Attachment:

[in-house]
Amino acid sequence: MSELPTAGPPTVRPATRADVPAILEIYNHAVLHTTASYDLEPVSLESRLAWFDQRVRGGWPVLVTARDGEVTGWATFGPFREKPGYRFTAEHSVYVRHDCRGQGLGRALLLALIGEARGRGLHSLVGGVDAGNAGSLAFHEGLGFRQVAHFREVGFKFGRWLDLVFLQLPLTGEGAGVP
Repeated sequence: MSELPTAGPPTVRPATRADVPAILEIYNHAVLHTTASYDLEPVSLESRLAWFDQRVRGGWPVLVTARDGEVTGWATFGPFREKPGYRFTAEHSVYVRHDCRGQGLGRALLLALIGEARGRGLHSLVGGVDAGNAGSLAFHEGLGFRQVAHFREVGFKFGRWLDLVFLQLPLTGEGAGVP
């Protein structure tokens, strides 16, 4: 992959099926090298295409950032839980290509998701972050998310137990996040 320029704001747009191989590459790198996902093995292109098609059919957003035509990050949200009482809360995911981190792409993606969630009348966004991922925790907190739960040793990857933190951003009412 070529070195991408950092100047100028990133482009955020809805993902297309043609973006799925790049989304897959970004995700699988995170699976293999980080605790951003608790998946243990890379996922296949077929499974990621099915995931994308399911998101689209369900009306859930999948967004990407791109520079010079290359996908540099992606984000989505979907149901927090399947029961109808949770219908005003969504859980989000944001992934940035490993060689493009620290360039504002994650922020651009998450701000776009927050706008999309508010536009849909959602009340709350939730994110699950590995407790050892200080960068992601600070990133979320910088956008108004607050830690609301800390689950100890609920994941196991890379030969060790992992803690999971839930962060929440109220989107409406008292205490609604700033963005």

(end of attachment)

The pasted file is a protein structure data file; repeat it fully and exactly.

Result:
[in-house]
Amino acid sequence: MSELPTAGPPTVRPATRADVPAILEIYNHAVLHTTASYDLEPVSLESRLAWFDQRVRGGWPVLVTARDGEVTGWATFGPFREKPGYRFTAEHSVYVRHDCRGQGLGRALLLALIGEARGRGLHSLVGGVDAGNAGSLAFHEGLGFRQVAHFREVGFKFGRWLDLVFLQLPLTGEGAGVP
Repeated sequence: MSELPTAGPPTVRPATRADVPAILEIYNHAVLHTTASYDLEPVSLESRLAWFDQRVRGGWPVLVTARDGEVTGWATFGPFREKPGYRFTAEHSVYVRHDCRGQGLGRALLLALIGEARGRGLHSLVGGVDAGNAGSLAFHEGLGFRQVAHFREVGFKFGRWLDLVFLQLPLTGEGAGVP
């Protein structure tokens, strides 16, 4: 992959099926090298295409950032839980290509998701972050998310137990996040 320029704001747009191989590459790198996902093995292109098609059919957003035509990050949200009482809360995911981190792409993606969630009348966004991922925790907190739960040793990857933190951003009412 070529070195991408950092100047100028990133482009955020809805993902297309043609973006799925790049989304897959970004995700699988995170699976293999980080605790951003608790998946243990890379996922296949077929499974990621099915995931994308399911998101689209369900009306859930999948967004990407791109520079010079290359996908540099992606984000989505979907149901927090399947029961109808949770219908005003969504859980989000944001992934940035490993060689493009620290360039504002994650922020651009998450701000776009927050706008999309508010536009849909959602009340709350939730994110699950590995407790050892200080960068992601600070990133979320910088956008108004607050830690609301800390689950100890609920994941196991890379030969060790992992803690999971839930962060929440109220989107409406008292205490609604700033963005």